First published in 1967, this book explores the theme of geographical generalization, or model building. It is composed of five of the chapters from the original Models in Geography, published in 1967. The first chapter broadly outlines this theme and examines the nature and function of generalized statements, ranging from conceptual models to scale models, in a geographical context. The following chapters deal with mixed-system model building in geography, wherein data, techniques and concepts in both physical and human geography are integrated. The book contains chapters on organisms and ecosystems as geographical models as well as spatial patterns in human geography.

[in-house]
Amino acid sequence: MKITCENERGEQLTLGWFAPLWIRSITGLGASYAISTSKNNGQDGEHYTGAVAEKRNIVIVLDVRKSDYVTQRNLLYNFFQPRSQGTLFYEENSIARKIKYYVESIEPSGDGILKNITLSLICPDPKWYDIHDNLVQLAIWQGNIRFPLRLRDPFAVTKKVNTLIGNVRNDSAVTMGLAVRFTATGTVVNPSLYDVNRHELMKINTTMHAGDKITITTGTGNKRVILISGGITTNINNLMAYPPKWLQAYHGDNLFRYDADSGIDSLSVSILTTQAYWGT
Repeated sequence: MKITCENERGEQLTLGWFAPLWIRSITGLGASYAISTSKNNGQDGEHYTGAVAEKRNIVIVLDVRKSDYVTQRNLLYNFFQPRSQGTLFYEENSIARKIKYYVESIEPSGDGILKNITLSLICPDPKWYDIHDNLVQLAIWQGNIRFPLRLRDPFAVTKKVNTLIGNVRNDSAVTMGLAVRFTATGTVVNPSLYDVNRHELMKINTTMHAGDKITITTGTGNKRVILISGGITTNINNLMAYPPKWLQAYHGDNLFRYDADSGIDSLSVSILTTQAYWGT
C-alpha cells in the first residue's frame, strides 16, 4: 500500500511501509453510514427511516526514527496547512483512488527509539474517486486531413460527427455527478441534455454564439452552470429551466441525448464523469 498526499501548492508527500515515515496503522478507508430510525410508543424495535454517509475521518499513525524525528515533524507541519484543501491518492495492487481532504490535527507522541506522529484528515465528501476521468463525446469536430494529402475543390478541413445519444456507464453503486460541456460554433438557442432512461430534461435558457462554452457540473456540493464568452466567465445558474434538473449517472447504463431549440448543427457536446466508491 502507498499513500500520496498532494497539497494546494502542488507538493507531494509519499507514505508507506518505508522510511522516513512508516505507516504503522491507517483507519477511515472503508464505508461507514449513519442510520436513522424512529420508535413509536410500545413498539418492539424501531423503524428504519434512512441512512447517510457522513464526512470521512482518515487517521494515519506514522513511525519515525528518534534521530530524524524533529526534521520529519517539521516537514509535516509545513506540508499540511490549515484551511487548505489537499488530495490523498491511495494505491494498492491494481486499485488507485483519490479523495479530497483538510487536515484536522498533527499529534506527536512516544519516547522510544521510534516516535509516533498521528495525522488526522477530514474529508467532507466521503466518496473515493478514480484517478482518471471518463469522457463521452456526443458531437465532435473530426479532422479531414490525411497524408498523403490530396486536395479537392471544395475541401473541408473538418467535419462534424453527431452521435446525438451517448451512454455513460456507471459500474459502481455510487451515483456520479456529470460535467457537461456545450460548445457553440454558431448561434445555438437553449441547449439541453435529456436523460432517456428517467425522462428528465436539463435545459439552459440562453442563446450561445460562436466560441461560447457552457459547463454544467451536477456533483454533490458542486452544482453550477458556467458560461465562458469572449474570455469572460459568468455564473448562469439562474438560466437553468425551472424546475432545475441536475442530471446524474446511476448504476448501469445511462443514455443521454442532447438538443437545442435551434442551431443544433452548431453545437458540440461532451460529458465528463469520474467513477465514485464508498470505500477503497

This text represents a robustly anti-idiographic statement of modern work in one of the major branches of geography.
Richard J. Chorley
, Peter Haggett
Country of Publication:
21 September 2012
Further / Higher Education
A / AS level
1. Models, Paradigms and the New Geography 12. Regions, Models and Classes 13. Organism and Ecosystem as Geographical Models 14. Models of the Evolution of Spatial Patterns in Human Geography 15. Network Models in Geography; Index